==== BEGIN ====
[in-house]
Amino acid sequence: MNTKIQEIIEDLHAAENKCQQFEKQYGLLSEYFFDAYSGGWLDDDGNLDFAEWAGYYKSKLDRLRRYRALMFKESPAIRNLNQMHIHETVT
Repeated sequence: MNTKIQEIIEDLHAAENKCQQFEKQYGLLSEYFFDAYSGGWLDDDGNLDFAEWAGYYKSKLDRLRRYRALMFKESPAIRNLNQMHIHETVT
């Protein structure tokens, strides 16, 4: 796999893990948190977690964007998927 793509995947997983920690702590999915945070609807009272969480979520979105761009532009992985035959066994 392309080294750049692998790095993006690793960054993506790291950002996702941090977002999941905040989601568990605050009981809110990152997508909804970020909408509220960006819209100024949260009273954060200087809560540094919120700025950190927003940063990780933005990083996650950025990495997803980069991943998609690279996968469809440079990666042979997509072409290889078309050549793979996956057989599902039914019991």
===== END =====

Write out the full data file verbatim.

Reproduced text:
[in-house]
Amino acid sequence: MNTKIQEIIEDLHAAENKCQQFEKQYGLLSEYFFDAYSGGWLDDDGNLDFAEWAGYYKSKLDRLRRYRALMFKESPAIRNLNQMHIHETVT
Repeated sequence: MNTKIQEIIEDLHAAENKCQQFEKQYGLLSEYFFDAYSGGWLDDDGNLDFAEWAGYYKSKLDRLRRYRALMFKESPAIRNLNQMHIHETVT
């Protein structure tokens, strides 16, 4: 796999893990948190977690964007998927 793509995947997983920690702590999915945070609807009272969480979520979105761009532009992985035959066994 392309080294750049692998790095993006690793960054993506790291950002996702941090977002999941905040989601568990605050009981809110990152997508909804970020909408509220960006819209100024949260009273954060200087809560540094919120700025950190927003940063990780933005990083996650950025990495997803980069991943998609690279996968469809440079990666042979997509072409290889078309050549793979996956057989599902039914019991």